Friday, September 15, 2006

Sailer on War and the West

Steve Sailer has written up a new perspective on the military history and future of the West. I'm not impressed.

"America actually does have a long term strategic rival that is worth worrying about. It's a country with about 18 times the population of Iran and about a standard deviation higher average IQ."

Most likely the West won't lose its preeminence because China is just too strong. I am not as impressed by cultural IQs as Sailer. The two most flattering to Chinese potential, and less methodologically suspect, ways of understanding their future power are population and economic growth. Now, the population gap looks huge if you compare China and the US but that is what I would expect Europe to bring to the mix if there were a genuine civilisational clash. Europe's half a billion people begins to make the numerical odds far better.

As such, China would need incomes a lot closer to the Western norm to be able to rival us for sheer economic power. Here people rely on assumptions that China can maintain its current level of growth for significant lengths of time; it cannot do this and it cannot maintain impressive growth beyond a certain level with the mix of institutions it has now. Grand projections of the future power of the Chinese state should always be taken with a pinch of salt. China is one to watch but it need not necessarily be an enemy and it will not necessarily become remotely as powerful as the West.

"Three years ago the big threat to America was supposed to be Saddam Hussein, but he turned out to be an old man pursuing his literary interests (when he was captured in his hole in the ground, he was reading Dostoevsky's Crime and Punishment) by writing romance novels. So this year, the most dangerous man in the world is supposed to be Iran's newly elected President Borat, who is said to be re-assembling the Persian Empire of Cyrus the Great, mostly, it seems, by running his mouth off nonstop."

Leaving aside the ridiculous in this paragraph, Sailer is working on the assumption that our civilisational defeat is going to happen when the power of the next greatest civilisation exceeds ours. I see no reason to think this will be the case. While there is a strong case, the Ferguson core hypothesis, that Britain's imperial power was spent in war with its most powerful adversaries most great powers are defeated by a steady erosion of their will to defend their interests.

Rome and Constantinople are the classic cases here but others exist in Keegan's selective account of cultures he sees as less martial. All of these nations declined, in Keegan's view, not because they were opposed by a smarter, larger or richer West but because they were peaceable folks not willing to fight the West. If this is the case, the historical analogy holds, and our defeat will not be caused by the strength of our enemies why is the relative strength of our enemies of such concern to Sailer in his assessment of different threats?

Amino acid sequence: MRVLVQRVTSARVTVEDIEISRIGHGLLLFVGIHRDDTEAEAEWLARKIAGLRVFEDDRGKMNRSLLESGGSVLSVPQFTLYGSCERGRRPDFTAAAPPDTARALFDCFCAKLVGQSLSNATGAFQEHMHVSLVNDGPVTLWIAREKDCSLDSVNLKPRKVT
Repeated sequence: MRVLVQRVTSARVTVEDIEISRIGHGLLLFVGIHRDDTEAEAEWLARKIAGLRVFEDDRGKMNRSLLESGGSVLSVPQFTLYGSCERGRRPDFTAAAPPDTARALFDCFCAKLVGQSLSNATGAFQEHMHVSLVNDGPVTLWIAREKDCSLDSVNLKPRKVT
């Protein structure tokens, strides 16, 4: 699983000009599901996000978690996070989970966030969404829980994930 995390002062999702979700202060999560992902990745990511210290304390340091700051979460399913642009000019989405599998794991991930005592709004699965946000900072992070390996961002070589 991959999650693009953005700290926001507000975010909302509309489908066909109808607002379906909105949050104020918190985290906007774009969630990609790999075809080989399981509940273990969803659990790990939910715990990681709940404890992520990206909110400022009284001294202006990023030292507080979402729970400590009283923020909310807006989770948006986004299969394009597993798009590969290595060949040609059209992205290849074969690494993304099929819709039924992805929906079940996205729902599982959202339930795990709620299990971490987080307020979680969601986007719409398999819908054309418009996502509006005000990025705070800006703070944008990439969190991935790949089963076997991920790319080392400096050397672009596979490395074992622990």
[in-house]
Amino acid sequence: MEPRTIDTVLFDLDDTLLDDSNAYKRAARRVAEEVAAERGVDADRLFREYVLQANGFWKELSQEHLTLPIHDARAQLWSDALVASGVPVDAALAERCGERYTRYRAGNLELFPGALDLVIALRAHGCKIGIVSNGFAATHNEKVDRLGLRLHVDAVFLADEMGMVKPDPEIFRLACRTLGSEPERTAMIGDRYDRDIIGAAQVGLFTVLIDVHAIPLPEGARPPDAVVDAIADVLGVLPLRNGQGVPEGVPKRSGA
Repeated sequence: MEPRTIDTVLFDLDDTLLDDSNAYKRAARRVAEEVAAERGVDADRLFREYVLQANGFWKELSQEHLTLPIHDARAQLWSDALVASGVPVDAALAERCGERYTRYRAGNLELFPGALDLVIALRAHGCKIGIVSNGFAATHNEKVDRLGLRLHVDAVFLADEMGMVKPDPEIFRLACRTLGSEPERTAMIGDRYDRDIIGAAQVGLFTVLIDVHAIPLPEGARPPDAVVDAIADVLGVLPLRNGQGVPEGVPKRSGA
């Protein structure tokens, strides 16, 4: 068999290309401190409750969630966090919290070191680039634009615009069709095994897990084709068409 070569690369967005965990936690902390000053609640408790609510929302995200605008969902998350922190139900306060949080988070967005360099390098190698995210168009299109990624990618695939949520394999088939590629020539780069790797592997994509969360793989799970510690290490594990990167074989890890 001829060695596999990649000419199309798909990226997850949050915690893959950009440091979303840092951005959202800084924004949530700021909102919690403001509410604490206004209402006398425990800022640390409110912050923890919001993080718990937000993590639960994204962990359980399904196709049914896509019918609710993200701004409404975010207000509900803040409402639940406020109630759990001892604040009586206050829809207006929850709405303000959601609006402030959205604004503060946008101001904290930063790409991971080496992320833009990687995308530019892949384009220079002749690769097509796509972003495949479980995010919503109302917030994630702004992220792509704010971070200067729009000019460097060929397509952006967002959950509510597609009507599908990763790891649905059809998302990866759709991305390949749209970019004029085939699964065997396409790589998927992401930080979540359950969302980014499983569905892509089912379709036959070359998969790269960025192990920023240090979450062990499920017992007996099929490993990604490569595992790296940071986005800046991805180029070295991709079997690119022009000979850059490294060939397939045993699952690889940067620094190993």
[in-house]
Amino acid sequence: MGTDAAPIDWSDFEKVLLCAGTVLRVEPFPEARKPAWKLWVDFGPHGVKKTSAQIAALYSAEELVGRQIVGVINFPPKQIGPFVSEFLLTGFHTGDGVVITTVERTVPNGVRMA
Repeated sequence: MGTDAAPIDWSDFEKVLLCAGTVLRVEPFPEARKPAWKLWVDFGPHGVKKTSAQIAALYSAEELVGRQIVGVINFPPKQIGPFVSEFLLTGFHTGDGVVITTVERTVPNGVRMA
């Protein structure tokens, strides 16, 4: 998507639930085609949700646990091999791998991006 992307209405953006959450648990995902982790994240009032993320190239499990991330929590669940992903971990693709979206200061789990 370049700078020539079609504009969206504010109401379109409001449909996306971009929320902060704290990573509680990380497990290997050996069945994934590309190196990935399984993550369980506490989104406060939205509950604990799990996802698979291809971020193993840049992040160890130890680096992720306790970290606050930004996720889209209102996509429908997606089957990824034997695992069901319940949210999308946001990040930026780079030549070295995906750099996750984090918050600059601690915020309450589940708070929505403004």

The Keegan hypothesis I find equally weak. The Chinese were capable of fighting wars with some spectacular casualty figures throughout their history. Similarly, while the Japanese managed to restrict the drive to more powerful weapons this would seem to be more a matter of a lack of competition between nations and samurai social dominance than any lack of martial instinct. It seems contradictory that in this period people chose to stick to combat 'face to face' with swords because anything else was too brutal whereas earlier in Sailer's extract Keegan's thesis is all about how brutal combat with swords is.

His thesis works if you treat the eras in which empires are created, the Mamelukes, the Mongolians or Early Islam as outsiders and, therefore, to be excluded from an analysis of the cultures themselves. However, that he has excluded the periods in which these empires rose to power emphasises that the less martial cultures were the declining forms of the same cultures which had been deeply violent earlier on. In their rise they were all warrior peoples.

To pretend that the Mongolians, who would become the Yuan dynasty, could not fight a war with European brutality is to ignore the histories that Islamic culture has handed down to us. When the West came to dominate China it dominated a, Manchurian in origin, Qing dynasty which was, itself, no stranger to serious wars in its earlier years when it conquered Han China.

The West's uniqueness is not, then, that it was a martial culture able to dominate those not willing to do so themselves, these fill history. The proper question to be asked is how these martial cultures transition to something more peaceable but fatally vulnerable rather than trying to answer the false question of what we do about an imagined unique characteristic of the West.

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